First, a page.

Is The Unemployment Rate Really 9.4%?

First, a public service announcement…if you are either a UT alumni or a currently enrolled UT student, I am doing a FREE webinar on Tuesday at noon CST.  The topic is “Thoughts From an Extreme Moderate.”  I will discuss some of the current financial issues as well as the extremism that we see in US politics.  You can sign up at this link.

I have several presentations during the next couple of weeks.  As a result, I plan on posting several simple, short blogs each week.

We’ve all heard the good and bad numbers of the employment situation.  The good news is that the unemployment rate dropped to 9.4%.  We’ve created approximately 1.2 million jobs this past year according to the household survey.  The first time claims for unemployment insurance have dropped and are now close to 400,000.   Many people believe that we’re going to eventually have an explosive month (where several hundred thousand jobs are created).  The bad news is that we’re creating jobs at a very slow rate.  We still have close to 14.5 million unemployed people.  On Friday, Fed Chairman Bernanke repeated the idea that it could take four to five years for the job market to normalize.  The more inclusive unemployment rate (counting the unemployed, people who have accepted part-time jobs even though they want full-time work and people who are too discouraged to look for work) is 16.7% (one-in-six Americans).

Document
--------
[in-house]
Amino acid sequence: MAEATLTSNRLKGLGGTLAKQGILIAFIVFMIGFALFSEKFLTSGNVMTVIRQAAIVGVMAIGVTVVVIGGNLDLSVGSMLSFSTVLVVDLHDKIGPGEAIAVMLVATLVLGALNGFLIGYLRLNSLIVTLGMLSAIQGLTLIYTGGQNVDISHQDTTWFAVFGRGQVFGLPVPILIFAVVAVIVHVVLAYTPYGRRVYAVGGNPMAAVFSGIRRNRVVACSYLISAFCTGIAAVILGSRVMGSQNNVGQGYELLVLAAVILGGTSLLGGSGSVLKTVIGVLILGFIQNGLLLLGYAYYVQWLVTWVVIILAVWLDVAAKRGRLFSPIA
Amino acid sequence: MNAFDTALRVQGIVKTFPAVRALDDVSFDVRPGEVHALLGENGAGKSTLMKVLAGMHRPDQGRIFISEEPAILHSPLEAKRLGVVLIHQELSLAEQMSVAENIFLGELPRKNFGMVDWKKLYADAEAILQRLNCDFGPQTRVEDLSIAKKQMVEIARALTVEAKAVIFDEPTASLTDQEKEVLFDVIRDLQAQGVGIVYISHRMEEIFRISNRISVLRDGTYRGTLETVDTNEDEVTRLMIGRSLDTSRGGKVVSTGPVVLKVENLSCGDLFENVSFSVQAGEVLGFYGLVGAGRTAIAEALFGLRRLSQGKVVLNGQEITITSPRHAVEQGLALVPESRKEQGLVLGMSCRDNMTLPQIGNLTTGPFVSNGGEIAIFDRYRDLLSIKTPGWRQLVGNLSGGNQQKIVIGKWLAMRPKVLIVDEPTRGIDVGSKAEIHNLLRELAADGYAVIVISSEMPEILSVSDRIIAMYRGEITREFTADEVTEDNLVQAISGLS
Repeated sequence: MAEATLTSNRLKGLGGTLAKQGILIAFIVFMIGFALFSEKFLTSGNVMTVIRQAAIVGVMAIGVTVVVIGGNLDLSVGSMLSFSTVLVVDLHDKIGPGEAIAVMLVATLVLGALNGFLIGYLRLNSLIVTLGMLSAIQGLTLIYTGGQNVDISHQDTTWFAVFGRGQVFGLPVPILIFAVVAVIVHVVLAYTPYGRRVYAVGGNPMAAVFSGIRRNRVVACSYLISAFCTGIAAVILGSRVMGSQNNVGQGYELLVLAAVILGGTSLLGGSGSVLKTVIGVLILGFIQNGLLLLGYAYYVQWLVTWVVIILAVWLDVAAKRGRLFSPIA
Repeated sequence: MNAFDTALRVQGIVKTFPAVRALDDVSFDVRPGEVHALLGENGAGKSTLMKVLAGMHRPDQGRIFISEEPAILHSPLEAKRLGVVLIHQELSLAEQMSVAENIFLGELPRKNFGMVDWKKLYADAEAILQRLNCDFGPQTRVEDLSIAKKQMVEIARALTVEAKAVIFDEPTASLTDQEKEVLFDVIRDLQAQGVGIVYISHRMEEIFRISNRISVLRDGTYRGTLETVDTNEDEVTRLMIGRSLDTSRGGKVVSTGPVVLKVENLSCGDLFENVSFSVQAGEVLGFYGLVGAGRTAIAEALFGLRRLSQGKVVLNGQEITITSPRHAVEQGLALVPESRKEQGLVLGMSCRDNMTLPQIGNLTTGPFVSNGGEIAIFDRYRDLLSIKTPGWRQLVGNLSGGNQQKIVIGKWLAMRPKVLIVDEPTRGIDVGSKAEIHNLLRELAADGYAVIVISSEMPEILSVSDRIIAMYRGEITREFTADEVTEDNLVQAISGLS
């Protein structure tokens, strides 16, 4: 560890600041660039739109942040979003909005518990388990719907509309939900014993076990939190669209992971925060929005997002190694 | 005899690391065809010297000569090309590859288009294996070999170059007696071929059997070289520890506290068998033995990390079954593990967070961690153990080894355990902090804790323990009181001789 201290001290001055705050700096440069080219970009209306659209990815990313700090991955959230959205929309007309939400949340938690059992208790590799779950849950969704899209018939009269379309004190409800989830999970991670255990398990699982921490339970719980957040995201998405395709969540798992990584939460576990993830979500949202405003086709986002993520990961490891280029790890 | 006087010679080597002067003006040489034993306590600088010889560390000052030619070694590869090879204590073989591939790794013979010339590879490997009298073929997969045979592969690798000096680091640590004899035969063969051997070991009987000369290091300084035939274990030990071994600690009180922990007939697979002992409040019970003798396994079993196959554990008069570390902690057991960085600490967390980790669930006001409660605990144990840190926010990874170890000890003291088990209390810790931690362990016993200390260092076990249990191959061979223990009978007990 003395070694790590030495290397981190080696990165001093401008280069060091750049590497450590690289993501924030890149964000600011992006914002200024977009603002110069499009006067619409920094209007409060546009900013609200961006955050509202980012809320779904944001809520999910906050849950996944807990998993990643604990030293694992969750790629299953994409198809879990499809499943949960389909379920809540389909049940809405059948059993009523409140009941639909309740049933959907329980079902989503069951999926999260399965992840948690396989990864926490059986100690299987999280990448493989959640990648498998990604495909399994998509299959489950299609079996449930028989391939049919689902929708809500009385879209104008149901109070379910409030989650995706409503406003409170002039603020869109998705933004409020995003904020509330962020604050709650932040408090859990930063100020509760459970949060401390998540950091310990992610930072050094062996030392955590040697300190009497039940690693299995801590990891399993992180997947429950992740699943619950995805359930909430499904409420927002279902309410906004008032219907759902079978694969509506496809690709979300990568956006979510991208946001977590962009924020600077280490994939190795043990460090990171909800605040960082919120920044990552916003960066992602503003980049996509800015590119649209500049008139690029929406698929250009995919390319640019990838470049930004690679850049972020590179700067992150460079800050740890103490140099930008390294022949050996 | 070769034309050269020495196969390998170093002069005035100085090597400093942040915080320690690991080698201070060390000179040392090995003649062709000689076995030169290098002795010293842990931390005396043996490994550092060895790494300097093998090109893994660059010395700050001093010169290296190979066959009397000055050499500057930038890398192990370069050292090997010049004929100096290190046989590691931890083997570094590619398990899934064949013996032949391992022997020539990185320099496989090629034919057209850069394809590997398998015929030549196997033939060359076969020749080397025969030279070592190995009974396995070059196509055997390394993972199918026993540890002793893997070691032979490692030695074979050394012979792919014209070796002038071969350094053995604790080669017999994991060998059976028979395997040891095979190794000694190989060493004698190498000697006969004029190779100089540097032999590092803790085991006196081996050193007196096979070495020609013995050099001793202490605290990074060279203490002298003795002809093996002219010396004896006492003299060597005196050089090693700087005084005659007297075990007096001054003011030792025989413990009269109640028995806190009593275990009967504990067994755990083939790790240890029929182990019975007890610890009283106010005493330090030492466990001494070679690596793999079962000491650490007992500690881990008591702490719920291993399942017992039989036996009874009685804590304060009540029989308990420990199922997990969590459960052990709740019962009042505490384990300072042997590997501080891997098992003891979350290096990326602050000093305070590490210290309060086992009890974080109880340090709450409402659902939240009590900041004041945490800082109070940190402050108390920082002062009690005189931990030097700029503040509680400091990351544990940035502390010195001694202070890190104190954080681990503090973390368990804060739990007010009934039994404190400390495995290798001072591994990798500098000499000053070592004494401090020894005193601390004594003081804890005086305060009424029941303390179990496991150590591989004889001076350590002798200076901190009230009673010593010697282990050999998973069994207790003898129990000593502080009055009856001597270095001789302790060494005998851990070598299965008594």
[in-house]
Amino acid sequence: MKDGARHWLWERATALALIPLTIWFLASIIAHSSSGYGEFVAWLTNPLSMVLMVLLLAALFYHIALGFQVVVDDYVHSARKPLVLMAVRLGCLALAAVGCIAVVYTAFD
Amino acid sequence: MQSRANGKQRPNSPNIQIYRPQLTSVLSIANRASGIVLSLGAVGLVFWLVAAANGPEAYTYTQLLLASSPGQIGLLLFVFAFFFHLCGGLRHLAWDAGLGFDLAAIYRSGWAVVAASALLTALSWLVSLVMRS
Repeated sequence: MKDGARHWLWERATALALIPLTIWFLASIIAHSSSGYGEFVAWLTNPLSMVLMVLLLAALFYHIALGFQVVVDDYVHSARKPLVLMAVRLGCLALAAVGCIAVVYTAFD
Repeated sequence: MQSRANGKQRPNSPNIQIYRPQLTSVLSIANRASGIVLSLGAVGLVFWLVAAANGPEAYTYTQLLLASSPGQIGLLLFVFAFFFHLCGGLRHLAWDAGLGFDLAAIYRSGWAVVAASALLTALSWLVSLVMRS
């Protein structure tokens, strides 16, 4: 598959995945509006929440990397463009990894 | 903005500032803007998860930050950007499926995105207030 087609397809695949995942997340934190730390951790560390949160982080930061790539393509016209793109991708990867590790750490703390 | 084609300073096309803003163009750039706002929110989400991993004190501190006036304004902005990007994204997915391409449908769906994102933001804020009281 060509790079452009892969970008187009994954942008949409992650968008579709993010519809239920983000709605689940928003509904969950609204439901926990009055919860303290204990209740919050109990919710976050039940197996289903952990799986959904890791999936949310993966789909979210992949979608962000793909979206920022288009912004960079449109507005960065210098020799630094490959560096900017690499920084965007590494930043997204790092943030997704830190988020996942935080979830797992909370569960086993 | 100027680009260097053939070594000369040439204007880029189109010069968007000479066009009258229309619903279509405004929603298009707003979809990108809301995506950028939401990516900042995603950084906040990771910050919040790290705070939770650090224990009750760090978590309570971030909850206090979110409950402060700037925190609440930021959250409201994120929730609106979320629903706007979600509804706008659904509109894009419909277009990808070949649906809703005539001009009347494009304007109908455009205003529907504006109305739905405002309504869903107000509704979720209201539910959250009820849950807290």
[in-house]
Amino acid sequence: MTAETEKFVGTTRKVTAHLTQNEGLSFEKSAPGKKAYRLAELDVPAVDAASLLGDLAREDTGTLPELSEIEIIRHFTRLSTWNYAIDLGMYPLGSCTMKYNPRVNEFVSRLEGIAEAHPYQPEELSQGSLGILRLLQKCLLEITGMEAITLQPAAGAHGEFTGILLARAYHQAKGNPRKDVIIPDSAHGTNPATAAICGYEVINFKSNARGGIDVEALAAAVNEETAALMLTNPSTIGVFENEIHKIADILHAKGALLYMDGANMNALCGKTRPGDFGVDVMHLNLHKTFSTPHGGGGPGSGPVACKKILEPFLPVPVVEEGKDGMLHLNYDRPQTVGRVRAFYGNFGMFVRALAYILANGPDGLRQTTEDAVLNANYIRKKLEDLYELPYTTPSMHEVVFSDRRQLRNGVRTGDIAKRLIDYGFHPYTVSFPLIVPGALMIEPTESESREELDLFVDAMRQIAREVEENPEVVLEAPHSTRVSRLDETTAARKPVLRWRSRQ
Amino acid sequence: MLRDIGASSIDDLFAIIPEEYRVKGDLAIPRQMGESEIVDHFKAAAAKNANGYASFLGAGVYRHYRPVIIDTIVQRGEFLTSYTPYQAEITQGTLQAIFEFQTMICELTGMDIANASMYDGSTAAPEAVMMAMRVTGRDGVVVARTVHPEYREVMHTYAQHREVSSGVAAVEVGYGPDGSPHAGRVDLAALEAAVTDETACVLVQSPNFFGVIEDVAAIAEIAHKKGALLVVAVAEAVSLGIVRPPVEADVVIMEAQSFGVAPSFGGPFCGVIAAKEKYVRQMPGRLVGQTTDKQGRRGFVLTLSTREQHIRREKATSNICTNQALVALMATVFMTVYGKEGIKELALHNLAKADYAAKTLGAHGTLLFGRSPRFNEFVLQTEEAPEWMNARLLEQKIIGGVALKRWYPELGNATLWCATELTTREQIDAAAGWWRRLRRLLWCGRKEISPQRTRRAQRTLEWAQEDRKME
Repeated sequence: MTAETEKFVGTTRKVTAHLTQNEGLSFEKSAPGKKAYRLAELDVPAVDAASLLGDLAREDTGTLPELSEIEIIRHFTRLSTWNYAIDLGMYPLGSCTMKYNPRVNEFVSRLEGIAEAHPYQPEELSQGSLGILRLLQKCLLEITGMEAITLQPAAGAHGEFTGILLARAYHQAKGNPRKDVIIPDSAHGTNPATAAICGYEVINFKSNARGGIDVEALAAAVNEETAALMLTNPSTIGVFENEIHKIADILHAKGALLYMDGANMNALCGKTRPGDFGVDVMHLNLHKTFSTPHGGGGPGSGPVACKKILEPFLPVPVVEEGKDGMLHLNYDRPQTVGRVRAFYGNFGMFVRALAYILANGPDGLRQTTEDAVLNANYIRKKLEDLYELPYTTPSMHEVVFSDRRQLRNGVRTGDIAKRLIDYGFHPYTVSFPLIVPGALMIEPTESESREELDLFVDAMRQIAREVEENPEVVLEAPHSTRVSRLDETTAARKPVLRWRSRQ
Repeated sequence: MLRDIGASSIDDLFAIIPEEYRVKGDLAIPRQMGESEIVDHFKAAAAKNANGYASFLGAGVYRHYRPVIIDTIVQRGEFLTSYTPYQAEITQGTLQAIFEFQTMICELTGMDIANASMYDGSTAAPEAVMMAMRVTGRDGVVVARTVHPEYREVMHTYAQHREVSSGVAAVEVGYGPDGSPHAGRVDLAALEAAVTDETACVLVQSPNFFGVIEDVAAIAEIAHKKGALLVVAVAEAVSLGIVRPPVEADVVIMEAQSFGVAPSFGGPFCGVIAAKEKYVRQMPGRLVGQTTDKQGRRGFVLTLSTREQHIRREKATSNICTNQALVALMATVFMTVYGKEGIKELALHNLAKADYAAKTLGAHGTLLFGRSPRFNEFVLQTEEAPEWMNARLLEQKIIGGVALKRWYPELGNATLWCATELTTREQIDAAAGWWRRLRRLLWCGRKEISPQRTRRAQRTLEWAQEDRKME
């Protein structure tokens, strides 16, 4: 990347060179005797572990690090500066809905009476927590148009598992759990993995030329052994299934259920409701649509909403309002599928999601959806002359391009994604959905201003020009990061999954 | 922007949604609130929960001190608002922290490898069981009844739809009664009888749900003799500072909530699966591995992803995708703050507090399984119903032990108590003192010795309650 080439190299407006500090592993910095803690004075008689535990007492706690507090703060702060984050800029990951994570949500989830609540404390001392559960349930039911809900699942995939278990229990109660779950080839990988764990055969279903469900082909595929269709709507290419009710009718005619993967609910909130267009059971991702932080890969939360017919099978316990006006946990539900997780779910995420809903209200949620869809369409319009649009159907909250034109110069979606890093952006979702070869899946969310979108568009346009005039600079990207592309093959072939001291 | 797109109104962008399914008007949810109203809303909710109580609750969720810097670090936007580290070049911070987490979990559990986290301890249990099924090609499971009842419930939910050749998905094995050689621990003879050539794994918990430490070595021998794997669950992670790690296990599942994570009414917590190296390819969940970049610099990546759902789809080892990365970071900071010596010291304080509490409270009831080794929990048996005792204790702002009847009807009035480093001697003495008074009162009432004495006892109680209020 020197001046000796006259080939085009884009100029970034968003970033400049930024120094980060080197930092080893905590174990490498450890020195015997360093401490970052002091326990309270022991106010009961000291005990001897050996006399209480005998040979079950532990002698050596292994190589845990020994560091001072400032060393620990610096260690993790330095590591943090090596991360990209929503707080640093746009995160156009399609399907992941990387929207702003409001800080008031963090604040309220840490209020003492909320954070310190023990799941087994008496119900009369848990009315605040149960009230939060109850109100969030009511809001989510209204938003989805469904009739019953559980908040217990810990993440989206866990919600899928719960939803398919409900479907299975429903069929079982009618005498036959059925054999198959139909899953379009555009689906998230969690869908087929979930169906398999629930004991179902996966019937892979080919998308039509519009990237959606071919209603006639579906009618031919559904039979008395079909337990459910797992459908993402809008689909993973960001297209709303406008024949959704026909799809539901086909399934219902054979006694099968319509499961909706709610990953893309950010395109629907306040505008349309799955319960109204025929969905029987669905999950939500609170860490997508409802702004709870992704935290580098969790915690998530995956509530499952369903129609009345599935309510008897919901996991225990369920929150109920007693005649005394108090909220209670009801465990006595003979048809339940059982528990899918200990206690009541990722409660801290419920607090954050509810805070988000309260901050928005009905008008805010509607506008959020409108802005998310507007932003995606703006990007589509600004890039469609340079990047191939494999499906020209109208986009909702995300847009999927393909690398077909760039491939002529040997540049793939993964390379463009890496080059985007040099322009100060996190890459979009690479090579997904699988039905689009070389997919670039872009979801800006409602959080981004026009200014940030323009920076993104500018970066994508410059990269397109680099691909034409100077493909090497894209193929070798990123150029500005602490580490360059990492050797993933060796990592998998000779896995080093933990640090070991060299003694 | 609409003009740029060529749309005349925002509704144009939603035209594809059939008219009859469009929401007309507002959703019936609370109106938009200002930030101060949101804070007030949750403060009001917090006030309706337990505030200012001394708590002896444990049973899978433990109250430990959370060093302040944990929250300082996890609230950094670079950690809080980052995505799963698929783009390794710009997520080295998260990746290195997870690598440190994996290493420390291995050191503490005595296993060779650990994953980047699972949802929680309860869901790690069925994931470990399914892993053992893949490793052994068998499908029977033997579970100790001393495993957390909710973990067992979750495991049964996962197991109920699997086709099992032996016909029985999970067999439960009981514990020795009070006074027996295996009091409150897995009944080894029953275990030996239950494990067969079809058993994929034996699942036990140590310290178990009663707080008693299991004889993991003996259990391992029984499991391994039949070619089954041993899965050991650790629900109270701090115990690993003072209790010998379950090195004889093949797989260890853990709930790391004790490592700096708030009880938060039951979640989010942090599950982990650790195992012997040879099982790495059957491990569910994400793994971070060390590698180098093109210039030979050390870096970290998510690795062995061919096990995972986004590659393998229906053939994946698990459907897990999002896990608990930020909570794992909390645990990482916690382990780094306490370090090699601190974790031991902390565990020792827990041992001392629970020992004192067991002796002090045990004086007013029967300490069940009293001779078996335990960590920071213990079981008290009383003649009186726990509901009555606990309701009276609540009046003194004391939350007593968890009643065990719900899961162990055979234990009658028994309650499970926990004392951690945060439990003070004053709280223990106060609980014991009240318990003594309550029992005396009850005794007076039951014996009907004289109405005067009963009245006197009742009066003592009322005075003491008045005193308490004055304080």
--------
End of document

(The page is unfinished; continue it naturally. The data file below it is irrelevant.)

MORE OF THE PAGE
I think that the most important number to examine is the participation rate (the percentage of the population which is part of the labor force).  Below, I have plotted the participation rate (simply measuring December of each year) since December 1997.  The participation rate obviously drops during recessions – as people drop out (they don’t describe themselves as looking for a job).  Yet, it’s probably reasonable to assume that the participation rate will return to the 66% – 67% range (unless the Fed continues to inflate the stock market and we’re all able to retire early…).

If the participation rate were simply 66%, our unemployment rate would be 11.7%.  If you really want to compare our unemployment problem to normal times (not to other bad times), this is probably a more reasonable estimate of our unemployment rate.

If the participation rate were 67%, our unemployment rate would be 13%.

Labor Participation rate

One final thought for the day…QUACK QUACK…BEAT auburn!  If I believed that Cam Newton didn’t know what his father was doing, I’d also believe in the Social Security trust fund.


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